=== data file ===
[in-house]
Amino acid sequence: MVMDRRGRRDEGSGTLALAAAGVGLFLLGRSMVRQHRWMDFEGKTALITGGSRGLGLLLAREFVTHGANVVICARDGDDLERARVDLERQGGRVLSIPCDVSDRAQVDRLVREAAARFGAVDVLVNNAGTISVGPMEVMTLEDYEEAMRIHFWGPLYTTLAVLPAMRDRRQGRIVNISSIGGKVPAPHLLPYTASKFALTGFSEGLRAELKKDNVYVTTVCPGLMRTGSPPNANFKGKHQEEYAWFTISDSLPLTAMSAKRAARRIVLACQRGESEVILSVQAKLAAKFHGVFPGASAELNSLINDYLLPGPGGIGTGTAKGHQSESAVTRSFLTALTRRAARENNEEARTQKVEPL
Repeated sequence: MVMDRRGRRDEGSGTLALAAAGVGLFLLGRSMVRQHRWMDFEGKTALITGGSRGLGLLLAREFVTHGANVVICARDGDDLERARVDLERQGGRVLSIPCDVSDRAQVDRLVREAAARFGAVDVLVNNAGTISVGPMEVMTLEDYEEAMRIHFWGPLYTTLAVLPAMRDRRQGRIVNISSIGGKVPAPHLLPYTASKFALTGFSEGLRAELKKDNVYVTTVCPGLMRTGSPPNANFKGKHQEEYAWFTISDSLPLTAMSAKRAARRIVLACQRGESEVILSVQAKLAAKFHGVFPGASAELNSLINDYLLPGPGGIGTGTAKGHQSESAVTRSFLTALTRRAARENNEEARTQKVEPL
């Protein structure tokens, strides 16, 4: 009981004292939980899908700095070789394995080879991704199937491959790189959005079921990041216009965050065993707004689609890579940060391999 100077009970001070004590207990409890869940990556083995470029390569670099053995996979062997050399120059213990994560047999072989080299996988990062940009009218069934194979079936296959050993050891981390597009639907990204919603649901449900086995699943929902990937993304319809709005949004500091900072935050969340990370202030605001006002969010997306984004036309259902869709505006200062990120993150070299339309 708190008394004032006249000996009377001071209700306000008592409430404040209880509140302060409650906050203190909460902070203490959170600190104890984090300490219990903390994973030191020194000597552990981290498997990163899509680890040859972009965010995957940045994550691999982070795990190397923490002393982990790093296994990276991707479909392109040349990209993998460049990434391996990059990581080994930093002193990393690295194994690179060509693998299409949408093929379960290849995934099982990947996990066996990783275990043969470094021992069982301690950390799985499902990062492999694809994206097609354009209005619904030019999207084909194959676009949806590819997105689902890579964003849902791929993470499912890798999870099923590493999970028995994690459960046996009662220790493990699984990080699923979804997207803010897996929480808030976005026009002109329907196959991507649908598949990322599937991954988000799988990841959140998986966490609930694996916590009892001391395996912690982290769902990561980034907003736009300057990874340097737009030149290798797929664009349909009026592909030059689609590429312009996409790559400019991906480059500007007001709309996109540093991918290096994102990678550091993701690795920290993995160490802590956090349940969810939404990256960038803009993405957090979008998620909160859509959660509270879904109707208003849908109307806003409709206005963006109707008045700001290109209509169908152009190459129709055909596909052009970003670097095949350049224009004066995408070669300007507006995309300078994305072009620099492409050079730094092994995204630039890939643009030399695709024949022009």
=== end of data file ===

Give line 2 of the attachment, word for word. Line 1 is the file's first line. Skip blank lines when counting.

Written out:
Amino acid sequence: MVMDRRGRRDEGSGTLALAAAGVGLFLLGRSMVRQHRWMDFEGKTALITGGSRGLGLLLAREFVTHGANVVICARDGDDLERARVDLERQGGRVLSIPCDVSDRAQVDRLVREAAARFGAVDVLVNNAGTISVGPMEVMTLEDYEEAMRIHFWGPLYTTLAVLPAMRDRRQGRIVNISSIGGKVPAPHLLPYTASKFALTGFSEGLRAELKKDNVYVTTVCPGLMRTGSPPNANFKGKHQEEYAWFTISDSLPLTAMSAKRAARRIVLACQRGESEVILSVQAKLAAKFHGVFPGASAELNSLINDYLLPGPGGIGTGTAKGHQSESAVTRSFLTALTRRAARENNEEARTQKVEPL